Managed Money and Grain Markets

In general terms, traders have a pool of money to trade, and then can put these funds wherever they deem they will get the best return.

While many who trade commodities are doing so to offset risk in that commodity, others are doing so to offset risk in other businesses.

In the recent Grain Farmers of Ontario Magazine, there was a great summary article about this. I have attached it:

The full story is Taken from the Grain Farmers of Ontario Website. You can go to it here directly if you wish:

Ontario Grain Farmer

GRAIN FUTURES ARE and always will be affected by outside investments such as managed money funds. With the sheer size of the portfolios managed money funds carry, they have the ability to swing a big stick when it comes to pushing prices higher or lower in the grain market depending on the fund managers motivation and perspective each day.
What is managed money? Managed money funds are funds that investors have placed with qualified managers and institutions. One manager can decide where millions of dollars are invested. Throughout 2017, we saw some major peaks and valleys in the grain futures market. Sometimes the peaks and valleys are easy to justify, other times there seems to be no common sense or logic to it. Although the futures market can appear like it’s a twilight zone and figuring out direction of grain prices can seem like “mission impossible”, it is important to monitor the major players that give momentum to grain futures pushing them higher or lower.

Throughout the 2017 marketing year, managed money funds carried large positions in the futures market. The funds either had a significant long or short position. This depends on whether they are whipping the bull run and expecting the market to go higher, adding to their long position, or letting the bears feast and destroy grain futures pulling them lower and stimulating a move to a short position. This is due in part to fund managers liking or disliking the fundamental news reported and it drives corn, soybean, and wheat prices up or down harder and faster than a rented mule, pushing them in either direction because they feel the market will continue to strengthen or depress. Whatever their motivation is each day or week, it can have a significant impact on grain prices.
Corn, soybean, and wheat price graphs showcase the recent relationship between the managed money fund position and futures prices. This demonstrates how the managed money entering into your grain marketplace has either benefited or hurt your bottom line. As you can see, there are significant correlations to grain prices and the managed money long and short positions.

The Commitment of Traders (CoT) report lists the net positions of each classification of traders including the commercials, managed money, speculators, passive index funds, and small traders. This report is released weekly by the U.S. Commodities Futures Trading Commission (CFTC) and is available online and can be found on their website.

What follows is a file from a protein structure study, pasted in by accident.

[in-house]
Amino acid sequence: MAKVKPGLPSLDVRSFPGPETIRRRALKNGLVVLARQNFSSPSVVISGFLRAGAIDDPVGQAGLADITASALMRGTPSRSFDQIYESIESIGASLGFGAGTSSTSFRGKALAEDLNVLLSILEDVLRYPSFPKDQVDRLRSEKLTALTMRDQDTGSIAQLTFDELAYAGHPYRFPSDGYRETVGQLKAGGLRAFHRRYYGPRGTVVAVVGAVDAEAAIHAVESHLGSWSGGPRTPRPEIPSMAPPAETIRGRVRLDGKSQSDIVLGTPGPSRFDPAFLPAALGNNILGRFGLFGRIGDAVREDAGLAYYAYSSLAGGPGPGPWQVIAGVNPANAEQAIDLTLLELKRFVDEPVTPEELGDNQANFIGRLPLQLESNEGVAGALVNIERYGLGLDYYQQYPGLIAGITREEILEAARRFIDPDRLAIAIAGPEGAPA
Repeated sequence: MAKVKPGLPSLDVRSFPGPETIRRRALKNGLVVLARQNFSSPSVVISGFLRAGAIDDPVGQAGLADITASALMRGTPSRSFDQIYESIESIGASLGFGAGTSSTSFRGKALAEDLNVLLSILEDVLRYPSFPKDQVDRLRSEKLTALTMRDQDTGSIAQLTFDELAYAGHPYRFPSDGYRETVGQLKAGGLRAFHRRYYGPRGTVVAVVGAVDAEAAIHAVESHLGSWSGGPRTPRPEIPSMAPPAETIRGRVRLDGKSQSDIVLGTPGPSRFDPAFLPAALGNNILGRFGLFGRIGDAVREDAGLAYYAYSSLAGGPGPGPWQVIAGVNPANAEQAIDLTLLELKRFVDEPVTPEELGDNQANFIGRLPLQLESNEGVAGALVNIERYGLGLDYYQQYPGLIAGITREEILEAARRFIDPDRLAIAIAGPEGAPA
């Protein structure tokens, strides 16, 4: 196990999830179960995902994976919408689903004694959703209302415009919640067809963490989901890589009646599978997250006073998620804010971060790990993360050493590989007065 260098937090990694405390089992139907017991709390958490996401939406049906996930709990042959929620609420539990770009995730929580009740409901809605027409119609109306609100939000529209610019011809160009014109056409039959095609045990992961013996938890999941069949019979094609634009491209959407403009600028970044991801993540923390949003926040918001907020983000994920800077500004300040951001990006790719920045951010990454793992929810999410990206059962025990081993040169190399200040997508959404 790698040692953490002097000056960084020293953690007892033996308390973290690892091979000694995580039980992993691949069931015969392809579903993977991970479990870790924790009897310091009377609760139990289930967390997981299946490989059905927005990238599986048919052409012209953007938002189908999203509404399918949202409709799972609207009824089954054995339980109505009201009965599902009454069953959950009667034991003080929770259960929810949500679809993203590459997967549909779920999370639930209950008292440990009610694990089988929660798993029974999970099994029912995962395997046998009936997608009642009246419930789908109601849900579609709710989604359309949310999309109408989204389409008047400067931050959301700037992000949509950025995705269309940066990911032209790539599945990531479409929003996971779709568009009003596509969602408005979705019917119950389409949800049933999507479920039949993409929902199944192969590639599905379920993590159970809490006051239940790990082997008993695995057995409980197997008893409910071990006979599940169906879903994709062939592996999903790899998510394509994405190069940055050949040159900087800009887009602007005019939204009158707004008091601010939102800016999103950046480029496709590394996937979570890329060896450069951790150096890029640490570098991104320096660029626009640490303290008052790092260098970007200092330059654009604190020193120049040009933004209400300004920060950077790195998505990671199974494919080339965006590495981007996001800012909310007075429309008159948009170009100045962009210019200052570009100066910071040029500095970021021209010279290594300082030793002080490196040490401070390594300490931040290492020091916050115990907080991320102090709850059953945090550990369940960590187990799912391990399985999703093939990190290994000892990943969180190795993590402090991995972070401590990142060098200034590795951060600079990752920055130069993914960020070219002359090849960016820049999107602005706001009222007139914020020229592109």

Managed money funds will continue to move the grain market and none of us will be able to fully predict the direction they will take grain prices. For grain operations, some pieces of the puzzle to keep in mind are possibilities and probabilities. What is the funds current position? What is the trend? For example, if the funds are running a large net short position in the corn market and corn futures are making new contract lows or near the low, this could be an indication of the market potentially nearing the bottom and as we all know, prices can’t go in the same direction forever. If you step aside and look at that picture, funds are near a record short position and corn is near a record contract low in this scenario — from a futures perspective one might consider to either be on the sidelines or wait for a reversal in the market. If the funds decided to short cover and buy back their corn position, this brings demand into the market and can drive prices higher. As you can see in the corn graph, if the funds were to buy back their short of the 200,000 plus corn contracts, that’s over one billion bushels of corn to buy!

Managed money funds taking long and short positions ultimately affect the price of grain in your bin. From a basis perspective, this can have positive or negative effects. If the funds have a large short position and futures prices are low, this gives potential for the basis to appreciate as the basis is used as a flat price corrector. Don’t forget, the flat price of grain is made up of futures + basis and basis is a combination of forex, supply and demand, and transportation costs to the market you are looking at. Vice versa, if the funds are carrying a long position in the market, this could have negative effects on basis, as the futures prices are higher than the flat price needs to be for willing sellers to price their grain into the marketplace.
The market is a constant evolving beast and everyone is the captain of their own ship. It’s key to know what you are doing and why. If one can make a plan, stick to it and be ready to morph or adapt to fast moving market conditions, this will ultimately lead to success!
The Westland Corporation is a grain brokerage and market insight firm that is agriculturally driven and focused. The Westland Report is an in-depth daily market analysis which provides readers with a quick and concise look at the factors that are affecting their grain prices. •
“————-End Excerpt from Ontario Grain Farmer Magazine.